I finished while getting my hair cut, and gave the remaining partial ball to the stylist.  She also crafts and crochets and I know she will find a good use for it.  She really likes the shawl.
I don't need to figure out what to do next, because I have two baby blankets to finish.  I frogged one of the items I started because I didn't like how it looked, and I am trying to figure out what to do with some other yarn that I'd like to use but isn't speaking to me properly.  I did start another charity item, a baby blanket that will end up in Kazahkstan, just to have something to do during my bible class and other congregational events where I think charity work will be less objectionable.

I did get to see movies this week.  How I fit them in, I'm not quite sure!

On Tuesday it was "Science on Screen" and we saw "The Time Machine" which was followed by a talk from a physicist.  On Wednesday an evening meeting cancelled and I was able to use a free pass to see "The Best Exotic Marigold Hotel" which I really enjoyed.  Although some of the plot points were predictable, watching that cast perform was a joy, and there were enough points NOT predictable to make the time fly.

Finally, on Friday I saw "Salmon Fishing in the Yemen" - again some predictable points (and one completely implausable reappearance) but very enjoyable.  So that's technically three movies - but I counted only the new ones for my title.  "Science on Screen" I see as much for the science as anything.  Y'all know I'm geeky that way.

Now to pack my crocheting - I have a week where I am in three other states on various days, starting later today.  It does allow me a semi-surprise visit to my parents for Mother's Day.

To all the mothers out there - enjoy your day, and thank you!

Eight Sweaters, Two Movies, and a Shawl

I've been busy, not just with work but also meeting a knitting deadline for Mittens for Akkol, which does a big project every spring.  One of the founders makes a trip with sets of warm woollies for each graduate of their independent living program.  Each graduate gets to choose three colours and the knitters make a sweater, hat, scarf, mittens, and two pairs of socks for each graduate, plus a few extras in case someone wasn't there on measuring day.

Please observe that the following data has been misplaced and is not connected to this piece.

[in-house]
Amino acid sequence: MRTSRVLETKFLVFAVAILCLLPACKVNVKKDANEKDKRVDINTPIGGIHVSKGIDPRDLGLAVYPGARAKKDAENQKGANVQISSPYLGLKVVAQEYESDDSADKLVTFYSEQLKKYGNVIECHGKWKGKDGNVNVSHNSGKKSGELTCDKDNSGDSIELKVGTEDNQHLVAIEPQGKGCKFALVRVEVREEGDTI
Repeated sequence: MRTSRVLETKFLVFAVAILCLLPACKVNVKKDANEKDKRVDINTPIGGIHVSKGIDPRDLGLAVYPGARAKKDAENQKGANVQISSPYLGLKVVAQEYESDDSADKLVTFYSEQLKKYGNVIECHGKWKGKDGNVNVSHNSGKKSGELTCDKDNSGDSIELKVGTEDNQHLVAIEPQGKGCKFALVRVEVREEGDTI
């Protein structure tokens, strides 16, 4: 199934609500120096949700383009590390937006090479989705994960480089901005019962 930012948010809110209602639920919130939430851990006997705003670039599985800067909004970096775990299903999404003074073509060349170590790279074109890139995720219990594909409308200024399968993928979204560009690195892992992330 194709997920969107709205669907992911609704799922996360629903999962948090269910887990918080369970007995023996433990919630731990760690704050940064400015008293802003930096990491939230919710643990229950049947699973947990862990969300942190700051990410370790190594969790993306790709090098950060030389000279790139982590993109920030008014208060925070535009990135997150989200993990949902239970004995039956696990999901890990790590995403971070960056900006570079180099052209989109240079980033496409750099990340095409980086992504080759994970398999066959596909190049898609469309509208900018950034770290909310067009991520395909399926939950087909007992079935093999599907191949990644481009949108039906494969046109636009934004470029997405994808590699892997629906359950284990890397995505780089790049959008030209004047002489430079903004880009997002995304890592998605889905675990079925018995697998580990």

Since I find sweaters easier to do, with the big swaths of repetitive knitting that works well for conference calls, meetings, and traveling, I signed up for several and ended up knitting these:

As you can see, I did a number of styles, partly to keep my interest and partly to try new things and partly so the grads wouldn't feel that their sweaters were cranked out.  Although it felt a bit that way at the end!  Even when I used the same basic pattern, as on the two cardigans, I did enough variation that I don't think they look the same.  And I tried to organize the pictures a little better, but am giving up at this point.

The purple-acid yellow-aqua one was fun to do, in part ot incorporate the colours.  It's one of the "extra" sets and when someone said she was knitting mittens, hat, and scarf with the yellow, I remembered that I had some in stash and was wondering what to do.  It went very well with the other colours, I think.  The basic style is the same as the purple-turquoise-black one.

Seven of the sweaters are for girls, one for a boy - yes, it's the solid-colour gansey.  All are wool or wool-alpaca, because it is COLD in Kazahkstan.  I knit most with doubled yarn, partly for speed and partly for warmth.

In addition, I found a wool hat (handspun and handdyed yarn) that I send, and was asked to test-knit some mittens for their fundraising pattern book.  After I finished them, I combined leftover purple alpaca-wool with the remaining handdyed yarn used for the mittens, and made a matching hat:

After all that was done, I had a bit of startitis.  And I wanted to make something for ME as a reward for all those sweaters.  So I knit a shawl.  Apparently this post has as many pictures as I can include, so I will have to tell you about the shawl separately.